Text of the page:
XVIII International AIDS Conference

Abstract

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Analysis of the barriers to access HIV testing in a public hospital in the city of Buenos Aires

F. Vergani1, F. Ameal2, R. Pemoff2, M. Vazquez2

1Fundacion Huesped, Community Services, Buenos Aires, Argentina, 2Fundacion Huesped, Buenos Aires, Argentina

Background: The project aims to identify and analyze barriers and facilitators to access pre test counseling. A comparative analysis was performed between people who had pre- and post- test counseling and those who only had post-test counseling.
Methods: The research includes quantitative and qualitative stages. For the quantitative part secondary data was used: previous studies and the data base of the service of Infectious Diseases of Hospital Juan A. Fernandez. For the exploratory-descriptive qualitative data, 30 semi-structured interviews were used.
Results: The database indicated that 64% (488) of the people do not know their HIV status because they do not come back for the results. Most people do not come back for the results due to “fear.” There are more cases recorded of people being tested due to medical prescription (756) than of people testing voluntarily for HIV (233). People do not see themselves at risk that is why medical prescription is important for HIV testing. Those who did not have pre-test counseling show anguish and fear and they also have suicidal thoughts due to their inability to anticipate a possible positive result. In addition 95% would have accepted pre- test counseling to get information so as to clarify doubts and to be better prepared to get the result.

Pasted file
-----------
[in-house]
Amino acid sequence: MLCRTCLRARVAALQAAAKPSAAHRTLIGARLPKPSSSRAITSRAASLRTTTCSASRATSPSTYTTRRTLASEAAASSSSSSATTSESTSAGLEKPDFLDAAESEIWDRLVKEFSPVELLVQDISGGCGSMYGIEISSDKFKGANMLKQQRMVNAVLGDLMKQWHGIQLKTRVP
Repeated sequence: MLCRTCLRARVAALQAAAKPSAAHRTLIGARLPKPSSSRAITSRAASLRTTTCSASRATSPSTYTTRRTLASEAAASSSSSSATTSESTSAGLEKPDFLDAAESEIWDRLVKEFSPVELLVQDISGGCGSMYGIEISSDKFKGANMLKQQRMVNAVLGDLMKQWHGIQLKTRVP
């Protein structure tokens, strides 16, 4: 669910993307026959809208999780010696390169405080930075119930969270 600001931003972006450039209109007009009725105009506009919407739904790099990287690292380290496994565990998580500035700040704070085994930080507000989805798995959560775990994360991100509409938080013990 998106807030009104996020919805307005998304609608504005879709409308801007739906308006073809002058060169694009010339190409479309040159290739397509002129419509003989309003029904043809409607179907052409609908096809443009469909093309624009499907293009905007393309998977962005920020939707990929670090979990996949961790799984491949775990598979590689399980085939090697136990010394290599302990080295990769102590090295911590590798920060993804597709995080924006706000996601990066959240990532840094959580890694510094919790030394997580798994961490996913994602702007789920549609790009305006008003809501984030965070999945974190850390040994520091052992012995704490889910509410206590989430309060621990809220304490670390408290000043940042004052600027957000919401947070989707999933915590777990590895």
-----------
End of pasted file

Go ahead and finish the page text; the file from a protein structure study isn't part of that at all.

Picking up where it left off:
Conclusions: The reasons why results are not picked are: lack of access to the services, delay, fear of a positive result, access to treatment, fear of discrimination. Factors supporting pre-test counseling: getting information, knowing the types of results that one may get, being prepared to receive the news, identifying risk factors and including/understanding the importance of informed consent. Pre-test interviews are important for primary and secondary prevention, as they are a fast tool to prepare people for a positive result and to reduce the impact and the traumatic effect of the result.


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